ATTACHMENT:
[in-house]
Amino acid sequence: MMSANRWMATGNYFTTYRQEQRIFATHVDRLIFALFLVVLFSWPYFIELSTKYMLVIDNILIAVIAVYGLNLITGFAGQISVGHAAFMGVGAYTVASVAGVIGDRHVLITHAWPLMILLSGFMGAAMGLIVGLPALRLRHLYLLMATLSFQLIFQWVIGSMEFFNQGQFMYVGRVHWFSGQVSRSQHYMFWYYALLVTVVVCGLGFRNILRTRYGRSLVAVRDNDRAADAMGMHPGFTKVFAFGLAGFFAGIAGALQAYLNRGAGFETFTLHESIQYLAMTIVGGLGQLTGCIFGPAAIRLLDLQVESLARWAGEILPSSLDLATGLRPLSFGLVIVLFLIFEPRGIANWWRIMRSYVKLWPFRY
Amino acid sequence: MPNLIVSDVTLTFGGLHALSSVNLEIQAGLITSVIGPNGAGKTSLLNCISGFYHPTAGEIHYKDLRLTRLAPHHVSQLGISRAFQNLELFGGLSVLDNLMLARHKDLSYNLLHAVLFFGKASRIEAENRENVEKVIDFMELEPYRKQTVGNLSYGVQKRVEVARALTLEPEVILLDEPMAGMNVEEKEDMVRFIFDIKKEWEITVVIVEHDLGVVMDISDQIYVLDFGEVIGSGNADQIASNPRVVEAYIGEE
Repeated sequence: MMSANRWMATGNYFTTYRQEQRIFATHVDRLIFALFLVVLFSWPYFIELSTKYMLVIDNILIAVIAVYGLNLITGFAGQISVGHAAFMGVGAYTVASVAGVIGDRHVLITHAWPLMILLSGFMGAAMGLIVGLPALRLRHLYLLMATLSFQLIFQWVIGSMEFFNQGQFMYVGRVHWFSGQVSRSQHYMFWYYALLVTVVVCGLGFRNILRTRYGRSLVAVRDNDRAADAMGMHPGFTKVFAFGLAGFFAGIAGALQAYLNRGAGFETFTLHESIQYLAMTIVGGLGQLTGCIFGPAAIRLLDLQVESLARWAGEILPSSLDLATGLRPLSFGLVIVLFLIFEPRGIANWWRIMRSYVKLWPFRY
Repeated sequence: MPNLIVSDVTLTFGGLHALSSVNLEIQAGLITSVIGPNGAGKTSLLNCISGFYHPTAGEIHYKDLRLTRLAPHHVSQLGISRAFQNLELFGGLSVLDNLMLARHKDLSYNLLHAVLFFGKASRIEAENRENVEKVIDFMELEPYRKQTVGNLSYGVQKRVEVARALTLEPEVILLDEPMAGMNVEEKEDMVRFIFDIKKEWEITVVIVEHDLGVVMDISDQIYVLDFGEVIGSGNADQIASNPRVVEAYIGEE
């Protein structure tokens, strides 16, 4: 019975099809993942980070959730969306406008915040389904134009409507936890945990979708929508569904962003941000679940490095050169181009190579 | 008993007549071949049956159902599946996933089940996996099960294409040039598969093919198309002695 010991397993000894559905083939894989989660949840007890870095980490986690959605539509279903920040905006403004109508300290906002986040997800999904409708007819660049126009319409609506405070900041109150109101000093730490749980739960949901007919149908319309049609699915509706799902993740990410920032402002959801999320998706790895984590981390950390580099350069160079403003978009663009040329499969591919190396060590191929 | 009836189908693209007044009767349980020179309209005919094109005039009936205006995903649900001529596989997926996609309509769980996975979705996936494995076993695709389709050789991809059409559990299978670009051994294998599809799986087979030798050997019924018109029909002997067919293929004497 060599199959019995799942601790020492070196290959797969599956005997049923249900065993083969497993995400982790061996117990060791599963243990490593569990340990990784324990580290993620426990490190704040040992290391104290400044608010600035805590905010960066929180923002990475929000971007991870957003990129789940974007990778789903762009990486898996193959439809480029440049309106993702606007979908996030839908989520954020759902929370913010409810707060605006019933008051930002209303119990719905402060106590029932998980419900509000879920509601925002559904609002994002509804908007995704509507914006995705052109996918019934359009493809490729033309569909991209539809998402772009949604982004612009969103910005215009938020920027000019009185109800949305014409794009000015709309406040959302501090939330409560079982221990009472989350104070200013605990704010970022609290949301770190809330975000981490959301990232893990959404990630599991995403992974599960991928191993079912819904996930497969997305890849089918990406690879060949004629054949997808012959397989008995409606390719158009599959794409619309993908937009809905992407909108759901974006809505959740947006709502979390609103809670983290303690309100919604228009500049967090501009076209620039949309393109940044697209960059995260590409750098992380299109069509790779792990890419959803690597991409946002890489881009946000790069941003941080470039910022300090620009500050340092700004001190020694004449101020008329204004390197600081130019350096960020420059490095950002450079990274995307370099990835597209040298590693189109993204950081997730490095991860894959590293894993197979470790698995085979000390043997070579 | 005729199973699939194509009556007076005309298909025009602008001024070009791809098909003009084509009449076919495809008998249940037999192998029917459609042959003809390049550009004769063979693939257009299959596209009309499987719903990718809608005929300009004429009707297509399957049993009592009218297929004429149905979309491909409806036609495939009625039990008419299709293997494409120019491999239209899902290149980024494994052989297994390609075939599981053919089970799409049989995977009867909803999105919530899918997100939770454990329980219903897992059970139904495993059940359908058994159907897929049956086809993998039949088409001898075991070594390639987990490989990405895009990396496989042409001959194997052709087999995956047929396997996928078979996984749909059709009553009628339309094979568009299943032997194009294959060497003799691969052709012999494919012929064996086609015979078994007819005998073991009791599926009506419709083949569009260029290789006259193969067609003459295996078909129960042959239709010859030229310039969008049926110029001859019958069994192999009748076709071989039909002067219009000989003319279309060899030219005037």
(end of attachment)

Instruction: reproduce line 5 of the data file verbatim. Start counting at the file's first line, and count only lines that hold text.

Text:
Repeated sequence: MPNLIVSDVTLTFGGLHALSSVNLEIQAGLITSVIGPNGAGKTSLLNCISGFYHPTAGEIHYKDLRLTRLAPHHVSQLGISRAFQNLELFGGLSVLDNLMLARHKDLSYNLLHAVLFFGKASRIEAENRENVEKVIDFMELEPYRKQTVGNLSYGVQKRVEVARALTLEPEVILLDEPMAGMNVEEKEDMVRFIFDIKKEWEITVVIVEHDLGVVMDISDQIYVLDFGEVIGSGNADQIASNPRVVEAYIGEE